After the hottest and driest summers on record, I suspect your garden is suffering somewhat from such a hard season.
Lawns are parched, newly planted shrubs and tress are struggling and most bedding and container plants are already on their way out – it’s been quite a year!
We are already selling a lot of winter pansies, an indication that gardeners are beginning the Autumn planting earlier than usual this year.
Most containers and tubs were planted out in May, and they have had to endure four months of hot, dry weather.
Even with constant feeding, all that watering does take its toll on the plants , washing away most of the goodness in the compost. So if your baskets and containers are wilting, perhaps it’s a good time to get your pansies and primroses planted and established for the winter.
I’ll talk about winter bedding plants next month.
Now we’re into September, it’s bulb time!
What we need of course, is a few good downpours of rain to soften the ground. Once the earth has had to soak up that much needed moisture, bulb planting will be a far easier and more enjoyable pastime.
The first bulb everyone thinks of is probably the Daffodil.
The first sighting of a golden daffodil on a dark, rainy day in late February really does gladden the heart and make one believe that Spring is just around the corner.
For a traditional display of bright, gold trumpets go for “Dutch Master” “King Alfred” or “Golden Ducat”. These varieties are reliable and robust and will produce a mass of rich yellow flowers. Be bold and plant them in groups of a dozen or so – there’s nothing worse than a few single daffodils dotted nervously around a bed!
Don’t forget to plant the bulbs correctly – for daffodils cover the bulbs with twice its depth of soil.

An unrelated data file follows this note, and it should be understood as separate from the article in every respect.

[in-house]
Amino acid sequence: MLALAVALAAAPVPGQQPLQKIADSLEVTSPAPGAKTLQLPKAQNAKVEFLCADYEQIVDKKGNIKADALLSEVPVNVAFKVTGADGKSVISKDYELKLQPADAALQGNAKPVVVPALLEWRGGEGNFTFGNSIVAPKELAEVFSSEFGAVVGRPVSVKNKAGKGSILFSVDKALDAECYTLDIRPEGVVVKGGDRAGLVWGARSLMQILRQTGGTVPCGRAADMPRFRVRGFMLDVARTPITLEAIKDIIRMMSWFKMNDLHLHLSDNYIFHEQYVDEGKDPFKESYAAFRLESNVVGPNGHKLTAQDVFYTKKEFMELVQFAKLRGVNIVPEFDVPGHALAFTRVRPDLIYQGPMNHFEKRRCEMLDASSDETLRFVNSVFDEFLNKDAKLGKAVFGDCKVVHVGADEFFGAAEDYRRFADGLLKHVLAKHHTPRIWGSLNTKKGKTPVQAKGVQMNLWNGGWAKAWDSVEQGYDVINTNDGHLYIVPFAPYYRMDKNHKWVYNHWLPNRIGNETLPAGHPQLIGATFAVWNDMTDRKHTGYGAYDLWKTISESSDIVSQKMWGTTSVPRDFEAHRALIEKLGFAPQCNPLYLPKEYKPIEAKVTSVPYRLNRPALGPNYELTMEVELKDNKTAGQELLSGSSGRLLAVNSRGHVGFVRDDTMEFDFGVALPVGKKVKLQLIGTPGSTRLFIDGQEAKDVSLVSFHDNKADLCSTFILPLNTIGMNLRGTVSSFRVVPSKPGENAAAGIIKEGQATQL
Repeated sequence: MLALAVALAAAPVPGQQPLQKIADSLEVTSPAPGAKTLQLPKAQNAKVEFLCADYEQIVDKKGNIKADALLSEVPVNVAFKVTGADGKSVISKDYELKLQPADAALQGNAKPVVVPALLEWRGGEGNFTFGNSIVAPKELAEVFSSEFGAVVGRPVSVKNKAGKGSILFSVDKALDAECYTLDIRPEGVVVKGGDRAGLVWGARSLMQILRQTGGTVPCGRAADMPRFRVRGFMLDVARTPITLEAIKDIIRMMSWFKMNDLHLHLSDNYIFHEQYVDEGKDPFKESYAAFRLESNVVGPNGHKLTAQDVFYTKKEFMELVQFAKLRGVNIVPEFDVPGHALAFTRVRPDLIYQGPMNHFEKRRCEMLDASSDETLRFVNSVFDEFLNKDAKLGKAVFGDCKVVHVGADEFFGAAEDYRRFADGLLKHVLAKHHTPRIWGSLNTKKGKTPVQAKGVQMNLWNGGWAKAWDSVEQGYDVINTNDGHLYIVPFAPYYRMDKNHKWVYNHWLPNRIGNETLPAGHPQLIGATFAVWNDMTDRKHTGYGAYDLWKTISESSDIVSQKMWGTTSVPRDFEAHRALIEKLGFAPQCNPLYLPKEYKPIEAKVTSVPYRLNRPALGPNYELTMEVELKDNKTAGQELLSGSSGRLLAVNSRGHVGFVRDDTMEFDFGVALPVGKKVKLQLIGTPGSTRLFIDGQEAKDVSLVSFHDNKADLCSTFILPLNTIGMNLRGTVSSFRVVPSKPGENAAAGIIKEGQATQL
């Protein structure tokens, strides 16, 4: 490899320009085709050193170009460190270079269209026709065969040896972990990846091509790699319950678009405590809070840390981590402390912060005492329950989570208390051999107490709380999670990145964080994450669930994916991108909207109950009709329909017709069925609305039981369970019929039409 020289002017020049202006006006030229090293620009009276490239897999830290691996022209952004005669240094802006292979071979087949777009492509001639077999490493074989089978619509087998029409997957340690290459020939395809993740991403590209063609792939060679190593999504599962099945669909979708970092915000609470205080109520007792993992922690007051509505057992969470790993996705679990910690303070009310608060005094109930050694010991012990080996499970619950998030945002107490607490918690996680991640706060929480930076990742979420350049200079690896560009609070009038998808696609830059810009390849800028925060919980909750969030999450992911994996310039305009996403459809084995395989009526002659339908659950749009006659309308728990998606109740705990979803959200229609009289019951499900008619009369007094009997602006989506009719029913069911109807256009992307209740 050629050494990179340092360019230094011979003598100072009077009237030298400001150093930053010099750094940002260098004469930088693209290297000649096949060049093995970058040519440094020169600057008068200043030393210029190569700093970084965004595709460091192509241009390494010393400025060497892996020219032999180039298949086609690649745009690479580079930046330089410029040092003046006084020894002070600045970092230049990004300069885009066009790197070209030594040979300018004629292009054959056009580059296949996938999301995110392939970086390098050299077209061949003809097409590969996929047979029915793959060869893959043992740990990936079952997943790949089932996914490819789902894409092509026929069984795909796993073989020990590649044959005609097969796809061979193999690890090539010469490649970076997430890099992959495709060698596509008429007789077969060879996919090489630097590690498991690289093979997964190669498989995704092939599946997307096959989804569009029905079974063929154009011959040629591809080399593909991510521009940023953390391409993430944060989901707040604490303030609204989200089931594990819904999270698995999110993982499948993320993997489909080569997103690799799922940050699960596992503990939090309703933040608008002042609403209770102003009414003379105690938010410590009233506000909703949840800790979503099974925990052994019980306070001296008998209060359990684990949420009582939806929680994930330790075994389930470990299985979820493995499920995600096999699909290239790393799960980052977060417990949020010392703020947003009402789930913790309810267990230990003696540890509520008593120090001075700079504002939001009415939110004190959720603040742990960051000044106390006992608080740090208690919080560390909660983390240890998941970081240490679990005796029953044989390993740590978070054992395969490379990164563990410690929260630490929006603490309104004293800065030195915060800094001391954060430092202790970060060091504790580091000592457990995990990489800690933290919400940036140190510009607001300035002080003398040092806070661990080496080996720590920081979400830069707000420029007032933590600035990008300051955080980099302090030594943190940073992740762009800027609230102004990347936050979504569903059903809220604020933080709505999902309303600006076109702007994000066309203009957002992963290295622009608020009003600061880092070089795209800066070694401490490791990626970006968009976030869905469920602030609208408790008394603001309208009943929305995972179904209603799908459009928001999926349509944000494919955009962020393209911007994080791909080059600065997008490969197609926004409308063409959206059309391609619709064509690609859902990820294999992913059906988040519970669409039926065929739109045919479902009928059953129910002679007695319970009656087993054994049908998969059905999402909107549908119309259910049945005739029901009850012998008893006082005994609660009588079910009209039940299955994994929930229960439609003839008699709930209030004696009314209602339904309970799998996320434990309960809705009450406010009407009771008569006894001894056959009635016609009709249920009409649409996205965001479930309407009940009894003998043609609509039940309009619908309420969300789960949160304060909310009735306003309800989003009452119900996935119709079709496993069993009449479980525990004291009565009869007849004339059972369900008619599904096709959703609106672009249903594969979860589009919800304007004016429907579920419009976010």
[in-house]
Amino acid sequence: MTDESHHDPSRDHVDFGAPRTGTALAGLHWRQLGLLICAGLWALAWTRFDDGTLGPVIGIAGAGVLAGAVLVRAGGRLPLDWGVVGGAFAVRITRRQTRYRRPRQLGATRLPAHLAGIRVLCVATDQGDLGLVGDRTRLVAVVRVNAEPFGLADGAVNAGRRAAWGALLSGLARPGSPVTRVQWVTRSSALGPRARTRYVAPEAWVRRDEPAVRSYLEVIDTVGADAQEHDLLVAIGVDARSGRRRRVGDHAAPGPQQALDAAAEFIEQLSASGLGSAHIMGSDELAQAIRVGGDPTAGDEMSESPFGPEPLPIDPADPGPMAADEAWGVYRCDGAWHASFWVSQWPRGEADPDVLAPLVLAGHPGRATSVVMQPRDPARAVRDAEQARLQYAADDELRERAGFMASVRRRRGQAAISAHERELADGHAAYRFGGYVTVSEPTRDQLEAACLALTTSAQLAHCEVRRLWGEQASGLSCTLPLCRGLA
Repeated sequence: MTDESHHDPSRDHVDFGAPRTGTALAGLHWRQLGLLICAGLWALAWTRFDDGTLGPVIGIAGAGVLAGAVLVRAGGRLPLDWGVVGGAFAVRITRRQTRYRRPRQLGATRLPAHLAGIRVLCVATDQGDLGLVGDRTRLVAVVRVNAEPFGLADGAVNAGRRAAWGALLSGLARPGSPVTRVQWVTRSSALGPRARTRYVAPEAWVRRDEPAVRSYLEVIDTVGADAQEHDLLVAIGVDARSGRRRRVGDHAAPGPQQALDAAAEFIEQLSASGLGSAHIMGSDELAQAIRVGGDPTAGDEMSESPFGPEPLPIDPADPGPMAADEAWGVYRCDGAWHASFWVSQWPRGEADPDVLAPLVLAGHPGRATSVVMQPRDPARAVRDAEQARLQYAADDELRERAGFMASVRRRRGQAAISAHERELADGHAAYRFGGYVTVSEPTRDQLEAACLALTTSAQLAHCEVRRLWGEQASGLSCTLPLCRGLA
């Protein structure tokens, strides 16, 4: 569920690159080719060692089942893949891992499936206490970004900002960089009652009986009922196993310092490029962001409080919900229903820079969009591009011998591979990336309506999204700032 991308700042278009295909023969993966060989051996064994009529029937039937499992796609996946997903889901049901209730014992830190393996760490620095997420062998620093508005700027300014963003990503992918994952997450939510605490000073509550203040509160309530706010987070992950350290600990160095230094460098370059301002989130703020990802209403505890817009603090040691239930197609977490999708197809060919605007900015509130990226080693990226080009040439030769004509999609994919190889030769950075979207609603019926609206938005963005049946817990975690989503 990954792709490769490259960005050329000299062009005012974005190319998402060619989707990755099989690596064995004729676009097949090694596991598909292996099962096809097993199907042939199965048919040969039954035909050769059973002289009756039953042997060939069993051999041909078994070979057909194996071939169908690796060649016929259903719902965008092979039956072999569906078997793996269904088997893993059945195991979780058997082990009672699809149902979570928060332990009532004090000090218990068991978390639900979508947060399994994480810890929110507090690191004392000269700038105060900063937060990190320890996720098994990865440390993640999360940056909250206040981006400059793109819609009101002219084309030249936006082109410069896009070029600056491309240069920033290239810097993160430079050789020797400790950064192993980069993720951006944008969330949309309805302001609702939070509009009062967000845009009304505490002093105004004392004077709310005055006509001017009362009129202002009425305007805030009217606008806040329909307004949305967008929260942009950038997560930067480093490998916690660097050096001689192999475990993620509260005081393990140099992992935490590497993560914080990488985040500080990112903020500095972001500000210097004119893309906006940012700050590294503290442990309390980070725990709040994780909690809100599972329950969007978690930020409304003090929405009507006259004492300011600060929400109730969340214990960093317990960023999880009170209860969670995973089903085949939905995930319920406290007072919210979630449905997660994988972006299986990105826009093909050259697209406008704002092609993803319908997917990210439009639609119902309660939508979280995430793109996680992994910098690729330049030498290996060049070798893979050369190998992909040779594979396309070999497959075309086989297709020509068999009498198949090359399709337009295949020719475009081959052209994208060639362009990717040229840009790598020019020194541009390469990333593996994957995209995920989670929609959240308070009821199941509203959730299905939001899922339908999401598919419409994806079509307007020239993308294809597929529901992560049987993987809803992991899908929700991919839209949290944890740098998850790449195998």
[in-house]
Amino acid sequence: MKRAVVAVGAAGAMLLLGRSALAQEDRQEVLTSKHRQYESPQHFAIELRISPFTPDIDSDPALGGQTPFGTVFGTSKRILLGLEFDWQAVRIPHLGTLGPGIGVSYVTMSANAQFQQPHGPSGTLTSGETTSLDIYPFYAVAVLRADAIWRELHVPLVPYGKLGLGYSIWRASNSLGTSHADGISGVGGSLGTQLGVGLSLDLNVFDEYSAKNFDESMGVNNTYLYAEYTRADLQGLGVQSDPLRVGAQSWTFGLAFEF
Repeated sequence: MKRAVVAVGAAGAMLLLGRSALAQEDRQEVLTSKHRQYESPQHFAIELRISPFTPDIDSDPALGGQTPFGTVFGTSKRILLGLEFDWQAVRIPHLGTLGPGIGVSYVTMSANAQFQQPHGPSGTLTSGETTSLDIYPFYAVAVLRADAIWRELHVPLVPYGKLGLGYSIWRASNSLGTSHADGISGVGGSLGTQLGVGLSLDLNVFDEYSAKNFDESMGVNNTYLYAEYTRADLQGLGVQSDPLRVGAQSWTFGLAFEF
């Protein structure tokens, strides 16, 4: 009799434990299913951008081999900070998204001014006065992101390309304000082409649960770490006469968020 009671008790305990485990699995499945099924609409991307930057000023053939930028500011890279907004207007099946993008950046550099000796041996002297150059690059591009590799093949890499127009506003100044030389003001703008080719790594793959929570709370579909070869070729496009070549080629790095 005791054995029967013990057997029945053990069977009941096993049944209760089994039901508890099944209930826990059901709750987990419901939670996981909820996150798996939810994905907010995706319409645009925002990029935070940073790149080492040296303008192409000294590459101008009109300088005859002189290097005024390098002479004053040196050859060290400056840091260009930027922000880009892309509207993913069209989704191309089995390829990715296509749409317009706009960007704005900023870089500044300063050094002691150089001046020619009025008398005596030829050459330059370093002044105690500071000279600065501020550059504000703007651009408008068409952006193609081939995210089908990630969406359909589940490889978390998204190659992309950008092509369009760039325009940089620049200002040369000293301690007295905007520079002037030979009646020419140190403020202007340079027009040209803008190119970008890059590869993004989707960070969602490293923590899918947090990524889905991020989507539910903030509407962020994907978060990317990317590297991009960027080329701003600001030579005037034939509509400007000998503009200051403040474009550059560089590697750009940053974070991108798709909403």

A good quality daffodil bulb should be around 12cm, so dig down to around 25cm – I know it sounds like hard work – but if you plant too shallow the bulbs will not flower. To increase the flowering pop a handful of bonemeal in with each batch of bulbs, and if the ground is heavy and poorly drained, line the holes with some horticultural grit and sit the bulbs on it.
These varieties I mentioned are the traditional, tall species – all around 35cm high.
Narcissi however are the smaller relations of this family. “Little Gem” , “Minnow”, “Jetfire” and “Tete a Tete” are all multi-headed miniature bulbs – some only reaching 10cm high. These Narcissi are a superb choice for tubs , their tiny delicate heads make them ideal for containers and hanging baskets, and they look superb in a rockery or alpine garden.
Daffodils and Narcissi do like to be planted as early as possible , so do try to get them in this month while the soil is still warm and they can get their roots established before the weather changes.
Tulips come into their own during April and May, somewhat later then the daffodil.
These spectacular blooms really do make a statement ! Go for “White Elegance”, the stunning pink “Angelique”, or the rich dark “ Queen of Night”. These varieties are superb examples that provide your garden with some real eye catching colour.
Again, there are dwarf varieties – “Lady Jane” is a mere 8cm high – just right for a rockery.
Daffodils and Tulips are without doubt the most popular bulbs, but there really is a huge variety of other easy to grow species ready to be planted this Autumn.
The Snowdrop and the Crocus are the first signals that winter is coming to an end . These are small, easy to plant bulbs that will, in time, naturalise and give you swathes of colour.
Anenomes, Iris, Chionodoxa and Muscari – the grape hyacinth – are all popular, reliable bulbs and will reward you with great colour for many Springs to some.
Some bigger choices are Fritillaria Crown Imperial – which will grow to just under a metre – and the Allium family. These are large, chunky bulbs that will burst into colour if planted directly into your herbaceous border.
Another possibility is to grow your bulbs indoors. Using some good quality bulb fibre , it is a great idea to plant Hyacinths or Narcissi in pots to provide colour and fragrance in your house during the winter.
To get these plants in flower for Christmas, you must get your skates on and plant soon!
Bulbs will give you Spring colour for many, many years – and although there is a bit of work involved planting, the effort really is worth it.
And don’t forget – if you are planting shrubs or plants this Autumn, you’re already digging a hole – so why not pop a few bulbs in at the same time!